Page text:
Archives for posts with tag: manipulation

Australian photographer James Popsys has some serious skills behind both the lens and his MacBook Pro, but his work is anything but serious. Popsys is not one to indulge in self-importance or highbrow projects but rather focuses on manipulating scenes from everyday life into playful, sometimes ironic works. That’s not to say his approach is not conceptual or smart… Popsys just can’t help but inject his subversive sense of humor into his surreal photographs. In these globally solemn and often humorless times, Popsys’s work is refreshing. Keep it coming.

Via jamespopsys.com

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Photo manipulation, we’re talking done really well, is a skill unto itself. With the proliferation of Photoshop use, the average viewer seems to take manipulated photos for granted these days. Photo manipulation software is literally everywhere, including on cheap or even free apps on phones in people’s pockets. But the upper crust of Photoshop users still have it on lockdown, and we take notice when we see greatness. Enter Australia-based photographer/designer Anthony Hearsey. He takes on a variety of clients and projects, but it’s these beautifully surreal images that caught our attention. Hearsey’s work is seamless, allowing his twisted concepts to really shine. We will surely continue to follow him and look forward to seeing what he comes up with next.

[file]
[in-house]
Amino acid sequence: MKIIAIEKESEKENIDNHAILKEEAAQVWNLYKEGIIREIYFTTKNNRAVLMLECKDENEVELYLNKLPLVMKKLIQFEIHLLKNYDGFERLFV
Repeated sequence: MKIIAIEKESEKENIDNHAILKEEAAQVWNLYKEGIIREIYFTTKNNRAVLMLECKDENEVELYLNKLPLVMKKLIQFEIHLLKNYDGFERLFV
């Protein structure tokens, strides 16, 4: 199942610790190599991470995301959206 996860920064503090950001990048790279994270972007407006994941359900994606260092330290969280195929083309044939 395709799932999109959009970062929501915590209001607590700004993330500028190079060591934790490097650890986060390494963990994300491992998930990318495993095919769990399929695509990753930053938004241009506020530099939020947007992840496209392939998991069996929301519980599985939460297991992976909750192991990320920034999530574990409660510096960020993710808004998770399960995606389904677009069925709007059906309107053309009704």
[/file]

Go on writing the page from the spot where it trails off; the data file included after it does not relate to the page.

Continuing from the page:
Via Behance

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We’ve looked at double exposure photography many times before (here and here and here), but we’ve never seen analog work quite like this arresting series, Jarred & Displaced, by Finnish photographer Christoffer Relander. We often marvel at artists who choose more traditional or “old school” methods of art making, which is the case with Relander’s striking photos here. Rather than capturing his photos digitally, then quickly bringing them into Photoshop for manipulation, Relander takes to the dark room to work his magic. While each composite is brilliant by its own merits, Relander’s process somehow makes his work that much more precious. As if pouring his heart into these very personal photographs was not enough, Relander also collaborated with fellow Finnish photographer and filmmaker Anders Lönnfeldt on a simply exquisite short film about this project, which is a true work of art in and of itself. In his own words, Relander discusses this mysteriously beautiful ongoing project: “For over a year now I’ve been collecting landscapes in jars using analog double exposures—in this project I have realized a childish dream. I play with the idea of being an ambitious collector; conserving my environments into a large personal collection. Most landscapes are from where I grew up, in the countryside in the south of Finland, where my roots still lie. Separation anxiety to my childhood is simply what absorbed me into this project.”

Via christofferrelander.com

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It’s often said that fashion inspiration comes from a really wide and diverse assortment of sources, and we’re certain food is one of them. The work of San Francisco-based artist Gretchen Röehrs makes for a pretty amusing and rather literal interpretation of such influence. Röehrs dresses up her whimsical fashion sketches with a variety of foods, manipulating everything from artichokes to oyster shells, to mimic the lines and curves of clothing. Deliciously du jour, indeed.